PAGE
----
This is the season that a lucky few of you may be receiving new astronomy toys, such as binoculars or telescopes. Or you might be looking for something for yourself or your scope-owning spouse. If so, consider an eyepiece upgrade.
Most entry- or mid-level telescopes come with economy model eyepieces. And many of those eyepieces yield a greater magnification than appropriate for their telescopes. (Interestingly, more expensive telescopes tend to be sold without any eyepiece.) The eyepiece does at least half the work in making an image for your eye to see. And nothing improves the view through a telescope better than a high-quality eyepiece.
The first thing to consider is the focal length, which determines the magnification. Bigger eyepiece focal lengths give lower magnifications. Lower magnifications give wider, and often more impressive, views of the sky.
One thing I consider important when selecting an eyepiece to put on a telescope at a star party is getting one with comfortable eye relief. Eye relief is how far from the glass you need to hold your eye in order to see through it. With enough eye relief, it is possible to look through an eyepiece even with your glasses on. You usually need to pay a premium for extra eye relief, especially with short focal lengths (i.e. those giving high magnifications).
But the easier an eyepiece is to look through, the more it will get used, and the more it is used, the better value it is.
If you have never seen a comet with your naked eye, now is a chance to do it. Comet C/2013 US10 (Catalina) has made its appearance, but don’t get your hopes up for an amazing naked-eye tail. The comet is a bit over fourth magnitude. A fourth magnitude star would not even be bright enough to be included in the outlines of most constellations. Visible, but definitely an also-ran.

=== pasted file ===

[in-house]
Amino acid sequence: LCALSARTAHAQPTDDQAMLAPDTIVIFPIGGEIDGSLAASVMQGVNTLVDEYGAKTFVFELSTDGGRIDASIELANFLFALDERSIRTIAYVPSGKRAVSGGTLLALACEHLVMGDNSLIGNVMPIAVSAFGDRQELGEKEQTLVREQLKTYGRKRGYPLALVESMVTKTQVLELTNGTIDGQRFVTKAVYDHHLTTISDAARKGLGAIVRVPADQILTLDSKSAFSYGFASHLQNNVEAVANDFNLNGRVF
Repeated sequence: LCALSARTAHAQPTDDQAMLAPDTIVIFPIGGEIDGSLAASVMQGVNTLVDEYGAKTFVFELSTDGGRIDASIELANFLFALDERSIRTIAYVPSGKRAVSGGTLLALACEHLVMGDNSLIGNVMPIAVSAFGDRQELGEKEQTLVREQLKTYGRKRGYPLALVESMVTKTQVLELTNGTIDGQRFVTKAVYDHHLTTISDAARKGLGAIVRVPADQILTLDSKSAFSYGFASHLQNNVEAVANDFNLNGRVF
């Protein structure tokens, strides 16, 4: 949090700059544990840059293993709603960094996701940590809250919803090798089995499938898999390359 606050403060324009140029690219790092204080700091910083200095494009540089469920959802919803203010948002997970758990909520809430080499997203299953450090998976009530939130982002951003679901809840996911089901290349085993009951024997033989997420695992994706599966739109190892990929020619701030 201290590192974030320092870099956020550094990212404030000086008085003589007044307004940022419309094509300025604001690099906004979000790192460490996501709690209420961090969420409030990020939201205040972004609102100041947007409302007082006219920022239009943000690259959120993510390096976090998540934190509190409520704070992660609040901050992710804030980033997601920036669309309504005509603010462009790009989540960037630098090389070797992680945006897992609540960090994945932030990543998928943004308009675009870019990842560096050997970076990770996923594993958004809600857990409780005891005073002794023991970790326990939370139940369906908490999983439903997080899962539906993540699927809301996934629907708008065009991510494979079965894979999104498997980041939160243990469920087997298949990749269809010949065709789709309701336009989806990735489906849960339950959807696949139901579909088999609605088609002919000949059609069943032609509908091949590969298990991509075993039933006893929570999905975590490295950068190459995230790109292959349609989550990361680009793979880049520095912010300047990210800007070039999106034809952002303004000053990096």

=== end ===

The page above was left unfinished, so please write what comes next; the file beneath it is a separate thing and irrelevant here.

This morning, the comet is less than 5 degrees, or about a half a fist width, to the left of Venus. Venus is currently magnitude -4.15. On the logarithmic magnitude scale, negative magnitudes are brighter. A difference between Venus and Catalina of over eight magnitudes means that Venus is around 2,000 times brighter than the comet. So much brighter that you might even need to shield your eyes to see the comet.
Over the next few days, Catalina will be moving up and farther to the left of Venus. Moving away from the brightness of Venus will likely make it easier to see. Additionally, it will be traveling closer to Earth, so possibly getting brighter because of that.
The Geminid meteor shower, peaking on Sunday night, is usually pretty good. This year, it is only a couple of days after the new moon, so the sky should be nice and dark. If you were disappointed by the Perseids last August, this is a shower that could make up for it. But be sure to bundle up enough with lots of layers.
Don’t let a little cold send you back under the covers when there might be some great shooting stars.
Charles Hakes is a visiting assistant professor in the physics and engineering department at Fort Lewis College and is director of the Fort Lewis Observatory. Email him at email@example.com.